The Best Foods for Your Skin, According to a Dermatologist
Skin health might not be the first thing that comes to mind when you think about food, but your diet may play a role in acne, skin cancer, and the development of wrinkles. None of those are fun!
You may already know which foods you want to avoid, but avoiding food isn't fun, either. So we chatted with dermatologist Dr. Arielle Nagler to sort out what foods can help keep your skin healthy and looking good.
The first piece of advice that Dr. Nagler emphasized was going for oats, whole wheat, brown rice, and other whole grains. These are known as low-glycemic index foods that don't make your blood sugar spike abruptly, in contrast to high-glycemic index foods, like white flour, sugar, or high-fructose corn syrup.
Alas, those tasty things also constitute the main dietary determinant of acne. To look into this sad truth, a group of scientists got a group of guys in the acne-plagued age range of 15 to 25 to eat a carb-rich diet, with the experimental group getting their carbohydrates from primarily low-glycemic index sources. Twelve weeks later, the scientists literally counted their zits and judged how bad they were. When they analyzed the results of this undoubtedly embarrassing data-collection process, they saw that the guys who ate low GI foods had twice the decrease in the number of zits as those in the control group.
Carrots (and anything else with beta-carotene)
The antioxidant beta-carotene is, as its name suggests, found in high amounts in carrots, as well as a number of other orange and leafy green vegetables. Once in your body, beta-carotene can be converted to retinol (a form of vitamin A), which has some potential to protect your skin from sun damage. Sun damage, as you know, can result in wrinkles or, scarier, skin cancer.
But don't overdo it, Dr. Nagler warns: there's controversy about the effect of beta-carotene, and as she explains, "High levels of consumption can cause oranging of the skin." Yikes... because vitamin A is a fat-soluble (versus water-soluble) vitamin, it doesn't easily get flushed out of the body when there's too much. "In moderation you may have a glow," Dr. Nagler explains, "but in excess you may look down to find you have orange palms... which is pretty shocking."
Oranges (and anything else with vitamin C)
While oranges are the poster child for vitamin C, you can get loads of it in a bunch of different foods, from kiwi to red bell peppers. Like other antioxidants, vitamin C works against sun damage. "Also, vitamin C is required for the synthesis of collagen," Dr. Nagler notes. "Collagen and elastin maintain the skin's structure and resilience, but UVA [radiation] causes the degradation of collagen and elastin, probably due to reactive oxygen species, which modify the collagen."
Finally, a fat! "Olive oil, which has a high concentration of monounsaturated fats, has been shown to decrease photoaging in some patients," says Dr. Nagler. And when she says "photoaging," that's skin damage due to light, not an Instagram filter. Olive oil is highly protective against wrinkles, second only to vegetables in general -- and if you ate enough of those, you'd probably live forever, but what's the point of living forever if you can only eat vegetables?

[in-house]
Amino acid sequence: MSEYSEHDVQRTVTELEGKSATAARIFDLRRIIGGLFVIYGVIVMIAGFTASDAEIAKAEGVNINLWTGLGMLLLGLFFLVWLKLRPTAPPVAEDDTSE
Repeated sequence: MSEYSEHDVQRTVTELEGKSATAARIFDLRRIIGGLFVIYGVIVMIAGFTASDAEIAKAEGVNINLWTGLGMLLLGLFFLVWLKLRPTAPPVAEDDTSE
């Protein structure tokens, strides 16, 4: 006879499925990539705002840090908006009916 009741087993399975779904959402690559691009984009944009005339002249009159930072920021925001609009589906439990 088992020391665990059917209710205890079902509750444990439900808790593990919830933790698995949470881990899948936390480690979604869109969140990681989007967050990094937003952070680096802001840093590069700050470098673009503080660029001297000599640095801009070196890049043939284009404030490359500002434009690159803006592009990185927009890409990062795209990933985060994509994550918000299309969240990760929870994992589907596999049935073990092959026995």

Another of olive oil's benefits is that it qualitatively might help your skin look younger overall. Researchers judged the wrinkles and spots on almost 3,000 people's faces (not sure whether it would've been worse to be the participants or the researchers in that situation...) and asked them to report on what they ate, finally concluding that people who had more monounsaturated fats in their diets (from olive oil, other plant oils, nuts, and seeds) had more youthful skin. Not to mention olive oil's handy role as a moisturizer from your kitchen, if you don't happen to find one in your bathroom cabinet.
Fish -- especially fatty fish like salmon and sardines, as Dr. Nagler suggests -- are excellent sources of omega-3 and omega-6 fatty acids. Your body metabolizes these healthy fats to turn them into useable compounds with unpronounceable names like “docosahexaenoic." The important thing is that getting these fats in your diet leads to a bunch of skin benefits, including reduced inflammation and sun damage. Dr. Nagler also notes that there’s some potential that omega-3 may reduce the risk of some skin cancers.
Coffee with coconut creamer
It's not an addiction; it's cancer prevention, and you can stop whenever you want. Coffee's been found to reduce the risk of melanoma, provided you drink more than four cups of caffeinated coffee a day, which shouldn't be too difficult if you have a desk job. However, as Dr. Nagler points out, the milk some people like to splash in that coffee is considered to be pretty prominent in aggravating acne. Meanwhile, non-dairy milk substitutes can be loaded with additives that your skin also won't be happy about. “For people who are concerned with acne, replace traditional milk products with things like almond milk or coconut milk,” Dr. Nagler recommends.
And there you have it: get wired on four cups of coffee with coconut creamer for cancer-free, clear skin.
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Marina Komarovsky is a freelance writer for Thrillist, and she wishes that sweet potato fries were skin-healthy, but knows that's unfortunately not the case. For more on health and nutrition, follow her tweets: @MariKomarovsky.